Jim Jum: You'll know you're totally at home in Bangkok when you suddenly find yourself relaxed on the street and sharing this clay hot pot on a hopefully steady bed of burning charcoal. Add whatever you want to the broth. The trick is to let it simmer a little at first and then eat and add continuously. Put all the herbs in to start and look to the other tables for inspiration. The locals have hot pot eating down to a fine art.
What to look for
Don't fall into the potential food poisoning trap of thinking that all of the city's street food stalls are the same. Yes, they are all pretty rough and ready, but it's easy to ignore signs that should be putting you off your appetite all in the name of authenticity.
What's great about Street Eats is that these dishes are about as fresh as they come. While the locals will dip into big pans of curries that have already been prepared, it might be best to stick to stalls where each dish is made there and then.
Look for quality ingredients, oil that looks like it's been changed recently and of course, lots of customers. With so much choice there's big competition and a quiet stall that looks a little stale is best avoided. Follow your gut! No pun intended!
Where to go
If you were to look at a map of Bangkok's Street Eats then you'd soon realize that wherever you go you're pretty much within fisherman pant swirling distance of a veritable feast of flavors. There are certainly stand out stalls, but if you're busy experiencing all that Bangkok has to offer then you're better off heading to renowned foodie hotspots:
Shopping Malls – You may pay just a little more but if you want your street food in air-conditioned comfort then head to the Thai food courts of Central World, Siam Paragon or Emporium. One of the best is found at Terminal 21, a quirky shopping center that serves up sweet and savory treats.
China Town – Soi Texas is China Town's answer to street food and the crowds can't get enough. Arrive as the sun goes down to get a seat and order the amazingly succulent barbequed prawns that come with spicy dipping sauces. Order a plate of khao pat boo (crab fried rice) too.
Sukhumvit Soi 38 – Well-known in Bangkok as an evening foodie street, open until the early hours, this small soi right by the Thong Lor skytrain station offers just the right mix of Thai foods. Try the pad thai (stir-fried noodles) and (khao niew mamuang) mango with sticky rice and coconut milk. Delicious! Give yourself time though, even if it doesn't look too busy, you'll notice the flash cars stopping by to pick up orders that have been rung through by busy city workers.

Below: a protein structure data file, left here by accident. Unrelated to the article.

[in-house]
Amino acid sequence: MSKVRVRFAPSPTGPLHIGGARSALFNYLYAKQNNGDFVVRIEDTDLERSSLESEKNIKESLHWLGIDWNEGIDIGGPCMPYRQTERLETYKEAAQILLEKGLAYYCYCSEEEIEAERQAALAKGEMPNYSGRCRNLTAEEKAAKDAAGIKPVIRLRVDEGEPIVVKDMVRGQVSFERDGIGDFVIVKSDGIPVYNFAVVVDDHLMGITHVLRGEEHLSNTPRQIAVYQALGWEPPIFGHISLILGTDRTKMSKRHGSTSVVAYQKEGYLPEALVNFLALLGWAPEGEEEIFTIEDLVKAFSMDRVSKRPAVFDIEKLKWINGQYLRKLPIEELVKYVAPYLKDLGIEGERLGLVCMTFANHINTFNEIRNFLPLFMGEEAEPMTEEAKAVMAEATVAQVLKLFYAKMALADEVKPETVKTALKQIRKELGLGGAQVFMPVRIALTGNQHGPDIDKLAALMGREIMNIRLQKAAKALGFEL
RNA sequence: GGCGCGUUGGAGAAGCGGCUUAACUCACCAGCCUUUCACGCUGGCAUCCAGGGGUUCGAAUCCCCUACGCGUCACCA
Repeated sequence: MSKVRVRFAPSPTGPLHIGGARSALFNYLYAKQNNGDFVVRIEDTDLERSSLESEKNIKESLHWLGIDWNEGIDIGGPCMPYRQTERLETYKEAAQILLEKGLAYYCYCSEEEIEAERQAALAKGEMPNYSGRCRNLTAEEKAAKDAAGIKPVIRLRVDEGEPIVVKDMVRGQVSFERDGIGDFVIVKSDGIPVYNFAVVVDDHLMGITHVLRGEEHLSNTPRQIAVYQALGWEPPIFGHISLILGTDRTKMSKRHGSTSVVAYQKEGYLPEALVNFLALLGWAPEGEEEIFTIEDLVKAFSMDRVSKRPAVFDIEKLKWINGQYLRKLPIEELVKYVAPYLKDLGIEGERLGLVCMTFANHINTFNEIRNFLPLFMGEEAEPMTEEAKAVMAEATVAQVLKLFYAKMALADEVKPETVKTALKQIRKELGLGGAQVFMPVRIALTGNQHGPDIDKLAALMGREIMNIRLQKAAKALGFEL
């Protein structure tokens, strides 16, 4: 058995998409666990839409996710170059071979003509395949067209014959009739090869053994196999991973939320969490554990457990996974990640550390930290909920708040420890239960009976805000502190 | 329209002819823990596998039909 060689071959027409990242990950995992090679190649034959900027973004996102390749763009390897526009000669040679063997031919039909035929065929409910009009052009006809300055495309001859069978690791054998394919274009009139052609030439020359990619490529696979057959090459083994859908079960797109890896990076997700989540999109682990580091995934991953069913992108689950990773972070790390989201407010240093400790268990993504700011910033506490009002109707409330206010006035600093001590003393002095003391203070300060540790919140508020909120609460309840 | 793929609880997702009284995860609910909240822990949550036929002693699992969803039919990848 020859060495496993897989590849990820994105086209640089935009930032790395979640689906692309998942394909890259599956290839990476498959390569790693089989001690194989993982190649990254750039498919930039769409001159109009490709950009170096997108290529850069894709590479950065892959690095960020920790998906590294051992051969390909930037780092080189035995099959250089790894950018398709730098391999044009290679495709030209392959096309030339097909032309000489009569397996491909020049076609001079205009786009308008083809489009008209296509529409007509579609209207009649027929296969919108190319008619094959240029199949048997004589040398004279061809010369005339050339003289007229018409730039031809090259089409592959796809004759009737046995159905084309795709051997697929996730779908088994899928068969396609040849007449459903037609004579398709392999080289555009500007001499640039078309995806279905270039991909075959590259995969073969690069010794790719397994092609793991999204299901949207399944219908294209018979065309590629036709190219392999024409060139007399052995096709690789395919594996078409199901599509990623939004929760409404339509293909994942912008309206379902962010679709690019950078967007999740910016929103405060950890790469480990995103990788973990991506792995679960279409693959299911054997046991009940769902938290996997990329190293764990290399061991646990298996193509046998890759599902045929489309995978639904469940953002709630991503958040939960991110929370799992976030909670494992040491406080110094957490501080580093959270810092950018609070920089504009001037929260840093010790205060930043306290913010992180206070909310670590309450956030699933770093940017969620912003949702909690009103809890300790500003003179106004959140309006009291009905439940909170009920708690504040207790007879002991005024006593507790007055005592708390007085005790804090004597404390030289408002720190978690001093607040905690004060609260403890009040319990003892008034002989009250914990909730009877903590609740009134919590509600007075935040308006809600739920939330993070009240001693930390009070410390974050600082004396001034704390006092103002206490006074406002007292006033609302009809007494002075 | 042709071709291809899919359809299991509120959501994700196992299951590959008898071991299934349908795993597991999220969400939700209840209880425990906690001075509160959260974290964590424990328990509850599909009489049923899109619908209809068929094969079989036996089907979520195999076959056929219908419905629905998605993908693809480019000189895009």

Silom & Soi Convent – You might pay just a tad more in this tourist enclave but especially down Convent, there are literally food stalls upon food stalls. This is a perfect place to grab some carbs before a night out or after haggling at Silom and Patpong's busy market.
Tha Pra Chan – Right by one of the busiest local markets and Thammasat University, avoid as the clock strikes midday as the crowds of students can be intense. This is street food by the river where the market street-style restaurants have a charming ramshackle feel.
Wang Lang Market – Where there's a hospital there's people, and where there's people there's always food. While you might not want to make a special trip to the home of Siriraj Hospital, if you're heading in this direction along the river then drop by for one of the best rotis you'll ever eat just as you come out of the market at the pier.
Victory Monument - Aside from catching a mini-bus to travel out of the city, you might find yourself in this swirling hubbub to watch some stonking good live music at nearby Saxophone. You can't miss the square full of mainly young teens who flock to the night market here. The noodle soup is nourishing and rejuvenating and before you know it you'll fall in love with the city all over again.
Over the River – As the skytrain extends beyond the river and Saphan Taksin, visitors are exploring and staying in Thai neighborhoods that used to be off the beaten track. One must-stop stall is about 10 minutes' walk from Wong Wian Yai station, on the corner of Charoen Rat Soi 1, where you'll find the best baked crab with rice noodles you will ever eat. Top quality ingredients make this one of the priciest Street Eats, at 280 THB, but the crowds waiting patiently in a city where food is served up before you even sit down, says it all.